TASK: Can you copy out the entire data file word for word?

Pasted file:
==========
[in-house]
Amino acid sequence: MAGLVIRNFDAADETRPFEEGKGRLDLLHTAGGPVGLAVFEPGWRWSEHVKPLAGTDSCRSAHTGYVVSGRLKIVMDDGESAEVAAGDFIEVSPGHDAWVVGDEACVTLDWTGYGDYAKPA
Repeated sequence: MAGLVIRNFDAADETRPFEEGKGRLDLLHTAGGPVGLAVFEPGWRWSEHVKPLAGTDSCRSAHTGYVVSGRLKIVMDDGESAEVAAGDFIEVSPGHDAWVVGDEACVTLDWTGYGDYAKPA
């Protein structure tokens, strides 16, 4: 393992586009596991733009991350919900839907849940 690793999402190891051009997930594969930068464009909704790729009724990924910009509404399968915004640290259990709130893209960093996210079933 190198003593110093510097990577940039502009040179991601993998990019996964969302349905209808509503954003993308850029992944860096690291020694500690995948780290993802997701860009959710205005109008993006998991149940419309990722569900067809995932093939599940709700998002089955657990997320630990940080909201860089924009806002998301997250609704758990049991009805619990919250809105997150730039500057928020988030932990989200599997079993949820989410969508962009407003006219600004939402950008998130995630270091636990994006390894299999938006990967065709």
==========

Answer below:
[in-house]
Amino acid sequence: MAGLVIRNFDAADETRPFEEGKGRLDLLHTAGGPVGLAVFEPGWRWSEHVKPLAGTDSCRSAHTGYVVSGRLKIVMDDGESAEVAAGDFIEVSPGHDAWVVGDEACVTLDWTGYGDYAKPA
Repeated sequence: MAGLVIRNFDAADETRPFEEGKGRLDLLHTAGGPVGLAVFEPGWRWSEHVKPLAGTDSCRSAHTGYVVSGRLKIVMDDGESAEVAAGDFIEVSPGHDAWVVGDEACVTLDWTGYGDYAKPA
């Protein structure tokens, strides 16, 4: 393992586009596991733009991350919900839907849940 690793999402190891051009997930594969930068464009909704790729009724990924910009509404399968915004640290259990709130893209960093996210079933 190198003593110093510097990577940039502009040179991601993998990019996964969302349905209808509503954003993308850029992944860096690291020694500690995948780290993802997701860009959710205005109008993006998991149940419309990722569900067809995932093939599940709700998002089955657990997320630990940080909201860089924009806002998301997250609704758990049991009805619990919250809105997150730039500057928020988030932990989200599997079993949820989410969508962009407003006219600004939402950008998130995630270091636990994006390894299999938006990967065709």